Jacques Hurtubise

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Jacques Hurtubise

1939 - 2014

Born in Montreal in 1939, Jacques Hurtubise graduated from the École des beaux-arts de Montréal in 1960, having been taught by Albert Dumouchel, Suzanne Rivard and Jacques de Tonnancour. He won the Max Beckmann Scholarship to study in New York that year and was exposed to the work of Constructivist painter Kazimir Malevich and Abstract Expressionist Willem de Kooning. Hurtubise however, was firmly rooted in Quebec modernism, and it was his work in hard-edged geometric abstraction that would garner critical acclaim at his first solo show at the Montreal Museum of Fine Arts in 1961. He was only 21, and would go from there to shows at many prominent galleries in eastern Canada and the United States, while continuing to work in the manner of hard-edged abstraction.

Hurtubise secured a teaching position with the Catholic School Commission of Montreal in 1961, and taught there until 1965. By this time he was married to fellow student Monique Colangelo, and they had a daughter in 1962. Hurtubise's early success continued when he won the Province of Quebec Prize in 1965 and had a solo show at the East Hampton Gallery in New York in 1966. In 1967 he began to study the effects of light and colour, being particularly interested in neon and fluorescence, and produced light-box works using neon and incandescent tubes in 1969. He explored linear motifs as well as geometric abstracts through various series of works using brilliant, almost shocking colour. His Radioactivity series led to his inclusion at the Bienal de São Paulo in 1965, and he would represent Canada (together with Jack Bush) at São Paulo again in 1967. Of particular interest are his mirror images, where one side of the canvas is painted then folded, and thus printed onto the other side. He has explored stencilling and masking within these works, and more recently, has explored movement through paint.

In the early 1970s, Hurtubise began the Blackout series, perhaps his best known works. These large canvases contain squares of black broken up by fluorescent shapes in a grid pattern, and were shown at the Musée du Quebec in 1972 and at the Musée d'art contemporain de Montréal in 1973. These were followed by a series involving splashed paint, which he translated into silkscreen prints. He continues the practice of printmaking to this day. In the 1980s he was awarded a Canada Council Art Bank travel grant, which he used to visit Paris with a group of fellow artists that included his peers Guido Molinari and Claude Tousignant. At this time his work began to lose its hard-edged qualities, loosening into wing forms and cloud shapes.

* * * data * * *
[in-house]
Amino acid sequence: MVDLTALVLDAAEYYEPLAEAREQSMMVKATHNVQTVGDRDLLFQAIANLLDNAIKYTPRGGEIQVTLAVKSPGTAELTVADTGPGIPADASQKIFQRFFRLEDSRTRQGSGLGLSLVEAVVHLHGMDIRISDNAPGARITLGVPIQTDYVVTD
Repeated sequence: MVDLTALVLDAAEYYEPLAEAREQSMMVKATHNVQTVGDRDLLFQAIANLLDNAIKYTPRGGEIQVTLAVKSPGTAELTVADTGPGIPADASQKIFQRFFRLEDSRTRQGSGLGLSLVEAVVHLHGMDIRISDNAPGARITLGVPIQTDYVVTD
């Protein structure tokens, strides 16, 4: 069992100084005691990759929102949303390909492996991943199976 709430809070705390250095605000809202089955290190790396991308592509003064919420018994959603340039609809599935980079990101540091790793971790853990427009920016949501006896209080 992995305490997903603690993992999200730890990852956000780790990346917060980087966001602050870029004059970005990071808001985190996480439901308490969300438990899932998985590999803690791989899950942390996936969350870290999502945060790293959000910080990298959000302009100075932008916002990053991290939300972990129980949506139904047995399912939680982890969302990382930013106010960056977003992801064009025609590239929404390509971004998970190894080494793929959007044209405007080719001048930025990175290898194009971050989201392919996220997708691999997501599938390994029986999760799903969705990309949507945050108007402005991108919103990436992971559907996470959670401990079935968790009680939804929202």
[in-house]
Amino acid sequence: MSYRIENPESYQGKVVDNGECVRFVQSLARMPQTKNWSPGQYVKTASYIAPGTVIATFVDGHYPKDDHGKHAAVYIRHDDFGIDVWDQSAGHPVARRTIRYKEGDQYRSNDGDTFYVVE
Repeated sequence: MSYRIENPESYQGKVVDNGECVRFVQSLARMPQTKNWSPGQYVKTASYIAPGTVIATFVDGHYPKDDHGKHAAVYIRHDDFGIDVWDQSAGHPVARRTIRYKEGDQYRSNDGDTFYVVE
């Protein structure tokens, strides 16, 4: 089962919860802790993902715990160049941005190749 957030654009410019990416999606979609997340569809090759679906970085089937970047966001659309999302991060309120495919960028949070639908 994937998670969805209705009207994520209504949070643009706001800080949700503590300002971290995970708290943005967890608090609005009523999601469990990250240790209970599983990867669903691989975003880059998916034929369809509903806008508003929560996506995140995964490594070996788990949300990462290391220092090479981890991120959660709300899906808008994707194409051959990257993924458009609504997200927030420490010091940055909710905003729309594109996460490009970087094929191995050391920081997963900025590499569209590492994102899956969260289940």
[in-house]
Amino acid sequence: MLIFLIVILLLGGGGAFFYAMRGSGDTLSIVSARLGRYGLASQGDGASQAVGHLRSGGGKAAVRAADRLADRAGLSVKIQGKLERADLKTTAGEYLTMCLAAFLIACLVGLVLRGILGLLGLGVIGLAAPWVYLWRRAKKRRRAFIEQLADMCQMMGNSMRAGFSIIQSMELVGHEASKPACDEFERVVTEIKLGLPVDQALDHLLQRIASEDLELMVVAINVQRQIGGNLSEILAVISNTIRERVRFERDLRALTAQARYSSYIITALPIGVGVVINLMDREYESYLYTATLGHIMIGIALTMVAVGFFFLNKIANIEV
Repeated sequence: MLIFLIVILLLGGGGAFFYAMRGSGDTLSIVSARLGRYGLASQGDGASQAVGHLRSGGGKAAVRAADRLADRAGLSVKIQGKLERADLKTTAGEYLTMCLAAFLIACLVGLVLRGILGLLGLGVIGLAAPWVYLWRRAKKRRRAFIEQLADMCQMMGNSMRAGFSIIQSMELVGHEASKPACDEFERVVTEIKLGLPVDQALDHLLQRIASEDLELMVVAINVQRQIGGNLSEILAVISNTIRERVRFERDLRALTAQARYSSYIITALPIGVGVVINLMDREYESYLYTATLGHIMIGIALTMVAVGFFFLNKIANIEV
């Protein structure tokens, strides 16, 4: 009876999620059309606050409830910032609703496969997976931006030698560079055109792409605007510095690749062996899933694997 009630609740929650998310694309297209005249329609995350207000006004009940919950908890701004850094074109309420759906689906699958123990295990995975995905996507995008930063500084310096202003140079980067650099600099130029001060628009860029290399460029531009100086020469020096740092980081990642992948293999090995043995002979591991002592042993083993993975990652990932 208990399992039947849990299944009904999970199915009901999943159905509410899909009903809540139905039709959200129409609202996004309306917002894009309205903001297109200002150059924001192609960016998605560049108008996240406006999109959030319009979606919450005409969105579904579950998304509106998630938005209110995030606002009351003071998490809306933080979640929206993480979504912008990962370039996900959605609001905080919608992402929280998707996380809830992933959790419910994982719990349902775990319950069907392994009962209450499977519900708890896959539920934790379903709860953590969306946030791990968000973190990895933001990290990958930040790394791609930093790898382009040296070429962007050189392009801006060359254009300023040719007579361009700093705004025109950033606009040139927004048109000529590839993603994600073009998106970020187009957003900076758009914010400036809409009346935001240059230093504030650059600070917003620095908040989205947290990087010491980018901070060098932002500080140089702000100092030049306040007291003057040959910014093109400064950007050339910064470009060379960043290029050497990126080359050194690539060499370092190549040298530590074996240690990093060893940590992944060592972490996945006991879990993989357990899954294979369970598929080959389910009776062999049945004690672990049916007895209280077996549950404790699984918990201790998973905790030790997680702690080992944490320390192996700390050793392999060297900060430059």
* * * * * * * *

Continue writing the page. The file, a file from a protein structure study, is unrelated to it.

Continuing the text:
After his return to Montreal, Hurtubise's daughter was killed by a motorist, after which he and his wife decided to travel in a camper van for a period of two years. During this time he produced small format canvases. In 1983 they re-settled in Cape Breton, and as he then had studio space, Hurtubise began to work in a large format again. He produced the Mask series, using tar paper and animal prints. This would be followed by the Sun and Coaltar works in the late 1980s, as well as the Octopus series, consisting of works that are paired or in groups of four.

At periodic intervals throughout his career Hurtubise also worked in black and white, sometimes with small additions of colour, but most often not. These works, he wrote in a letter in 1977, were a method by which to clarify his continued explorations in brilliant colour, stating that using only black and white "is the simplest and most direct means to discover and explore all the paths that will lead to a new image. Only after will colour and its harmonies perhaps come forth to contribute to the creation of this mystery that I want to achieve in making a painting."

In 2000, Hurtubise won the Paul-Émile Borduas award. His painting in recent years has become more gestural and spontaneous, exploring ideas of movement in addition to those of colour. A recent series is based on maps. In 2011 a retrospective of his work was held at the Art Gallery of Nova Scotia and included a survey of his prints. Hurtubise's work can be found in many prominent collections in Canada, the United States and Europe, including the National Gallery of Canada, the Art Gallery of Ontario, Musée d'art contemporain de Montréal, the Vancouver Art Gallery, the University of Alberta, and the Peter Stuyvesant Art Foundation in the Netherlands.